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No biographical information on Joe Foley available, although it is known that Foley was an unemployed worker who attempted to organize the unemployed of Seattle in 1914.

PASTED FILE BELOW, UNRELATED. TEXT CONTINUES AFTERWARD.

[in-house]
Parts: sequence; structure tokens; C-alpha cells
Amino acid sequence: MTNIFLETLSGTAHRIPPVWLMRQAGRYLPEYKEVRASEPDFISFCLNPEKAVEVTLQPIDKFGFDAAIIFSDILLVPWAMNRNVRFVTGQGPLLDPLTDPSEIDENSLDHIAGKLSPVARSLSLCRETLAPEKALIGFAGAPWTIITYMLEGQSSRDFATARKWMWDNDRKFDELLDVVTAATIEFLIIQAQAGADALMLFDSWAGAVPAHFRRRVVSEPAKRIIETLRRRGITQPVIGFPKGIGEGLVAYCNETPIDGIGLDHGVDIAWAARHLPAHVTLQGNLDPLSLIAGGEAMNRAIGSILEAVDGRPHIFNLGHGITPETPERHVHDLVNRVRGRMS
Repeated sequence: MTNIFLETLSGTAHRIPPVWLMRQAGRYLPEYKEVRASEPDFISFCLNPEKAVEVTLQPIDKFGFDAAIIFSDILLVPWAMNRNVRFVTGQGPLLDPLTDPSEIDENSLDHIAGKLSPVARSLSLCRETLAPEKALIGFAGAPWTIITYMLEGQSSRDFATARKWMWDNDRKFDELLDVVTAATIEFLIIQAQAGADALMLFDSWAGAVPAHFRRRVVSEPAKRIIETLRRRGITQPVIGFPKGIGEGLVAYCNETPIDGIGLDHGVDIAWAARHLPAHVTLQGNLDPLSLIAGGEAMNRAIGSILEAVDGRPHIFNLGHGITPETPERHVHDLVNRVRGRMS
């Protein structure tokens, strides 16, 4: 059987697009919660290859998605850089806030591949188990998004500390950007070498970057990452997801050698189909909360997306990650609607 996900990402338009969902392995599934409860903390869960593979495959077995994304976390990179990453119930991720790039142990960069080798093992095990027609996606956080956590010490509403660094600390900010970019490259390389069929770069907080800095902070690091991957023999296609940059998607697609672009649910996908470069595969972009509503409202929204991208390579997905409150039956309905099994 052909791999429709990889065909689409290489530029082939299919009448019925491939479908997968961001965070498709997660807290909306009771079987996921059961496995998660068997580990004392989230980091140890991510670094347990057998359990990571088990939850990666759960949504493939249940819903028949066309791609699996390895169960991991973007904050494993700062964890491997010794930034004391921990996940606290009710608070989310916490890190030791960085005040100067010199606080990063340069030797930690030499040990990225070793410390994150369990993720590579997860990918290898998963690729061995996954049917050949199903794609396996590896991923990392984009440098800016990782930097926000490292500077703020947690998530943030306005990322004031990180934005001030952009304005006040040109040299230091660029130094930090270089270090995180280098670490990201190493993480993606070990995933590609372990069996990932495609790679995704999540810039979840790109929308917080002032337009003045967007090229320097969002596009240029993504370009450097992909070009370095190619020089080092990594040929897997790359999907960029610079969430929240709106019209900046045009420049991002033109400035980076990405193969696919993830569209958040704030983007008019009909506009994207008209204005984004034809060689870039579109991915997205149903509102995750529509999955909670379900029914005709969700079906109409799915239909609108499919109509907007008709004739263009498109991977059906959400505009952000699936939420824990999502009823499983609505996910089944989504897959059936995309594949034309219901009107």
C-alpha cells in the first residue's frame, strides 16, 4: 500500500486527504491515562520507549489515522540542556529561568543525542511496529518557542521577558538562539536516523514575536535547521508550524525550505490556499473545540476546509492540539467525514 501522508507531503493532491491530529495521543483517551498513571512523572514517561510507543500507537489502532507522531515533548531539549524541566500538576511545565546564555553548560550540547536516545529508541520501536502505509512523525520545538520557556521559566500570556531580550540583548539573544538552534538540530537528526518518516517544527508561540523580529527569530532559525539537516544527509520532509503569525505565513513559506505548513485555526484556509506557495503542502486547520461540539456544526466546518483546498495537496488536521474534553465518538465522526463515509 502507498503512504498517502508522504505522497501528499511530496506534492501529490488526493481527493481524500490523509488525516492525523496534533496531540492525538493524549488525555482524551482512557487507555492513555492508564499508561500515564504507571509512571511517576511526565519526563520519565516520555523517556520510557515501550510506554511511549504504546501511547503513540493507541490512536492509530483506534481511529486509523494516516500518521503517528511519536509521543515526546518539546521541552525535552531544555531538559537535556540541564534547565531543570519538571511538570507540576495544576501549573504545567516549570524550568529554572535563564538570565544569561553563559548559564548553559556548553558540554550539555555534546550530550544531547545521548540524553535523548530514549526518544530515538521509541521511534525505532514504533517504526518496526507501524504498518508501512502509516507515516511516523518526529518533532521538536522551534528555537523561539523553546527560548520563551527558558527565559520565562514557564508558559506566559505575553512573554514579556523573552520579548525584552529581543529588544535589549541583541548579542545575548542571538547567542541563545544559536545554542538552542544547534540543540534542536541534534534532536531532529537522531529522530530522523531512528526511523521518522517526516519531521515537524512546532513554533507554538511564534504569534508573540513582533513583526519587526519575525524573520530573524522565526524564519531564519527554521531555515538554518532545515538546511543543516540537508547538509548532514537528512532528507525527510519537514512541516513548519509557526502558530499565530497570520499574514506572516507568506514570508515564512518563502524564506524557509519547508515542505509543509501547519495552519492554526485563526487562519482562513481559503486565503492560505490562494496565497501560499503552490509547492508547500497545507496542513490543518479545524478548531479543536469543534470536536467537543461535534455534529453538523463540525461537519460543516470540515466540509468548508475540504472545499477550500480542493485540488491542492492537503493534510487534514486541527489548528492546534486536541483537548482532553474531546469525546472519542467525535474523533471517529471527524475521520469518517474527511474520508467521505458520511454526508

"The following morning [9 November 1914], Joe Foley approached [Charles J.] Schiffman with an organization plan. The plan was discussed at length; we decided to try to organize the unemployed element that were not members of any craft union and would not join any industrial union because of religious, patriotic, and press prejudice. We were satisfied that we would have to offer something that would appeal to this element. There was no work at any wages and in most cases any wage would have sufficed. So we took into consideration their psychology—with patriots there is an excuse for all the reverses of the nation. With the religious there is an excuse for charity. With propaganda, we said, there might develop an organization in the future. So, we said, there might develop an organization in the future. So, we said, the psychology is such that a discarded coat from Rev. Matthews, or a package of beans from the local market will appeal to these. Later this proved to be true. We tried to hold a meeting, but our banner was arrested. We felt light fighting, but found that we did not have enough strength, so we fell in with the open forum which was an organized, established body. Here we organized, and 9 men and 2 women were nominated from and elected by the mass. This committee was to represent the whole, with Schiffman as secretary; Mrs. H. Leloyd, treasurer; Joe Foley, chairman. The committee was composed of members of the AF of L, IWW, and a couple of at large members of no organization. I wrote appealing letters to the daily capitalist papers that we might get publicity—they answered nothing in three instances; in the fourth, the Seattle Times or 'Crimes,' gave us the only notice, informing the public that we were 'I Won't Works.' We got out our own paper, to get the facts to the public and do what we could to combat class prejudice. We got out a 'mutual' paper, one with appeals for general cooperation, and met with this success: the chief of police had retired from office by this time and donated a headquarters for our league—now 'The Unemployed League of Seattle.' We moved in and right off the reel started selling our paper. The paper and the linotype were donated. The unemployed were each given a bundle of papers; they were sold for 5 cents a copy, 3 cents of which went to those who made an effort to sell them. Later it was necessary to pay expense money to committee men as they were so busy spreading propaganda, receiving and distributing food and clothing, they were working 17 hours a day. So it was decided to pay 2 cents to each paper girl, 2 cents to the upkeep of press, and 1 cent to go into a fund to pay committee men and women. We registered 4,073 married and single men and women; received 4,503 pieces of clothes; gave groceries to 493 families, 1,047 pieces of clothing to men and women, medical attention to one mother-to-be and her children; furnished quarters for 7 women and 3 families, also fed 115 men daily who pulled the wagon bearing the sign, '1,200 Hungry Men and Women in Seattle. What Are You Going to Do About It?' This wagon brought home the bacon. Joe Foley left for Portland, and Sargent was made editor of the paper for one edition. Charges were made in committee meeting that the policy of the paper was changed. Some thought the paper too conservative; others, too radical. The radicals won out and John M. Foss was made editor. No. 4 of the paper came out a radical sheet. The middle class and small business men refused to donate. Hungry men looked for us to replenish the food supply. We could not do so, so they took the situation into their own hands. I looked forward to a time when the League could establish itself in a propaganda hall where such men as James P. Thompson, Dr. [E. J.] Brown, Jay Fox, and others might speak and debate subjects that would tend to broaden the minds of the men and women who could not be reached in any other way now except through their stomachs. A few committee men were elected who did a fine job to help the bosses and our opponents in the work the social agency and their representatives organized at the DeGink, now called the Liberty Hotel, who are trying to take advantage of laborers out of work. Those newly elected members, whether incidentally or not, sabotaged the Unemployed League. While I was at my room a half mile away getting my books ready for audit, as I segregated receipts, they took records, some money, and beat it. A case of rule or ruin, with no object apparently other than personal gain. And so died the Unemployed League of the Pacific coast. I am held in the balance today as an inciter to riot, because some of my class had the courage to eat when hungry and preferred the jails as a shelter to a box car or a Pauley DeGink soup and flop house. Those charges will not be pressed."—Charles J. Schiffman, "The Rise and Fall of an Unemployed League: Showing How Seattle Radicals Tried to Organize with a View to Conservative Slave Psychology and Failed," Solidarity (23 January 1915)


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